A University of Queensland study published in Addiction highlights a direct link between young people’s exposure to alcohol-related social media content and problem drinking.
The study led by Ph.D. candidate Brandon (Hsu-Chen) Cheng from UQ’s Australian National Center for Youth Substance Use Research examined results from 30 international studies of more than 19,000 people aged 24 and younger.
“We investigated the effects of exposure to alcohol-related social media content and also alcohol-related posts on their own social media profiles,” Cheng said.
“Our study showed young people who were exposed to alcohol-related content on social networking sites consumed more alcohol and drank more frequently than those who did not.
“We also found exposure was linked with problem drinking behaviors, such as binge drinking, which is detrimental to physical and mental health.
“Social networking sites are not just promoting alcohol consumption, but also encouraging young people to engage in dangerous drinking behaviors.”
Professor Jason Connor, Director of the National Center for Youth Substance Use Research, said alcohol consumption is one of the leading risk factors of unintentional injury, self-harm, sexual assault, alcohol overdose and death in young people.
“There is overwhelming evidence for tightening regulations on alcohol-related media on social networking sites,” Professor Connor said.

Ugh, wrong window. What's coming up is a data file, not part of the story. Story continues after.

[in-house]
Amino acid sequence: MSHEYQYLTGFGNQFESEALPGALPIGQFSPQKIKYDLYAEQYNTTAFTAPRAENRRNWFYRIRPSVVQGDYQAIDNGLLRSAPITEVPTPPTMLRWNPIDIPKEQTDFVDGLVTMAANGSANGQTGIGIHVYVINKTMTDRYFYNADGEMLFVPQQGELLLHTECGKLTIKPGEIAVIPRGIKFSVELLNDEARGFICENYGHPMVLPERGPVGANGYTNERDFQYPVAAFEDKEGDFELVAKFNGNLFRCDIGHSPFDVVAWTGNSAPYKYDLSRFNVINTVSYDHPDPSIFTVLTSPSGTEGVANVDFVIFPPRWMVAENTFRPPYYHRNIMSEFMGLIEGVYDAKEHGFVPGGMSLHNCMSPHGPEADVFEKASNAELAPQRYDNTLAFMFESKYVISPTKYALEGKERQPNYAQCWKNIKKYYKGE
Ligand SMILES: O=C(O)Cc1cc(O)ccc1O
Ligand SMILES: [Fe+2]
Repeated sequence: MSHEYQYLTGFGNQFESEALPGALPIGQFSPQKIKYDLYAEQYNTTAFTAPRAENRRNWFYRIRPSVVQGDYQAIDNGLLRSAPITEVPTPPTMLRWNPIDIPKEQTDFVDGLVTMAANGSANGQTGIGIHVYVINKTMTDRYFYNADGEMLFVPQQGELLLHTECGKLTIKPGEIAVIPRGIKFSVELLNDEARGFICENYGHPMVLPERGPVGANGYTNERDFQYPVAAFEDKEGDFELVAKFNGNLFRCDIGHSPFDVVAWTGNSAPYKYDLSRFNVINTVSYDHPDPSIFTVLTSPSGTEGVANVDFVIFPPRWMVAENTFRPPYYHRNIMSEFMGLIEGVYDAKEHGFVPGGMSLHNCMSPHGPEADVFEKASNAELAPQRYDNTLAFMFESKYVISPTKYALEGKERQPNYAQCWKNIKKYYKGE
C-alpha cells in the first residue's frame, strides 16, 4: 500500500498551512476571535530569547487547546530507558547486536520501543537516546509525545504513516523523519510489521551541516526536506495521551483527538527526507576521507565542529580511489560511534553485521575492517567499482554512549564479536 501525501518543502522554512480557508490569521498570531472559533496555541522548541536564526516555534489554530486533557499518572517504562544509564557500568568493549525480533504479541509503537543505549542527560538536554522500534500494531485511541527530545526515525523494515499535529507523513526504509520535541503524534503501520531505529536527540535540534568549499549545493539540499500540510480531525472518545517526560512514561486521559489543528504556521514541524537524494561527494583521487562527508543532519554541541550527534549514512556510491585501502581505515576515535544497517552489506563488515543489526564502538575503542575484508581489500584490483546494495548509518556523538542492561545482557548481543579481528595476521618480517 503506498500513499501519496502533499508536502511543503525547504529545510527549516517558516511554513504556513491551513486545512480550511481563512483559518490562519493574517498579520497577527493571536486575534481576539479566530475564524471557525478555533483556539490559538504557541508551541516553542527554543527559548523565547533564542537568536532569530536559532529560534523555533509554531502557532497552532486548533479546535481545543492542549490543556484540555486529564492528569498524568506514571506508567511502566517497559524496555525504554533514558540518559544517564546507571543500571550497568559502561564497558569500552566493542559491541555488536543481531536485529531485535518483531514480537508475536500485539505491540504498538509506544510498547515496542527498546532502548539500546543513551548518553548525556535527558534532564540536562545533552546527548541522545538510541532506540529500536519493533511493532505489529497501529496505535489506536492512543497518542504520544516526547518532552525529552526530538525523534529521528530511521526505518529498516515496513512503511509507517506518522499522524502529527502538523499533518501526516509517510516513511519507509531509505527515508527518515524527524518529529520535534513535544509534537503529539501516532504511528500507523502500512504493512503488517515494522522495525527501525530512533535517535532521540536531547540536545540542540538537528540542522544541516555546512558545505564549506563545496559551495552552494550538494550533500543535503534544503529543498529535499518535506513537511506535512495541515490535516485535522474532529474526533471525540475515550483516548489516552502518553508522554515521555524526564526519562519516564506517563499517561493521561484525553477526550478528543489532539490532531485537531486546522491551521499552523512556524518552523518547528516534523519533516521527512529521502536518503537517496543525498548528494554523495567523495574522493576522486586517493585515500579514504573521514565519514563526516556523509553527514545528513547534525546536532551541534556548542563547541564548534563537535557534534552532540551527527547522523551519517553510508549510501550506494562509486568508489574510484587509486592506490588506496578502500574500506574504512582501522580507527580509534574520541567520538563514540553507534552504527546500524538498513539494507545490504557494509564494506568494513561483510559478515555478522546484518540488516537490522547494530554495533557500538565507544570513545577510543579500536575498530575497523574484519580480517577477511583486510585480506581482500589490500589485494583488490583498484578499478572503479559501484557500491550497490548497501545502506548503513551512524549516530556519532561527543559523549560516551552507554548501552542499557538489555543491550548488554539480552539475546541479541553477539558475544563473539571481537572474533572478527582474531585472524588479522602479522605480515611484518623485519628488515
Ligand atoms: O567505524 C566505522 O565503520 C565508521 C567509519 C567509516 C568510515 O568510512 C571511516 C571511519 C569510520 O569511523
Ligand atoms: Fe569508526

“Most social media sites are self-regulated, but this has proven to be ineffective, and it can make enforcing restrictions challenging.
“For example, the minimum required age to use social media platforms is rarely confirmed by the sites or it can vary.
“Preventive measures, like tightening regulations and educating young people and their parents, can help discourage underage teenagers and young adults from engaging in high-risk drinking behaviors.
“This will ultimately reduce the considerable disease burden of alcohol use in Australia in one of our most vulnerable population groups.”
Brandon Cheng et al, A systematic review and meta‐analysis of the relationship between youth drinking, self‐posting of alcohol use and other social media engagement (2012–21), Addiction (2023). DOI: 10.1111/add.16304
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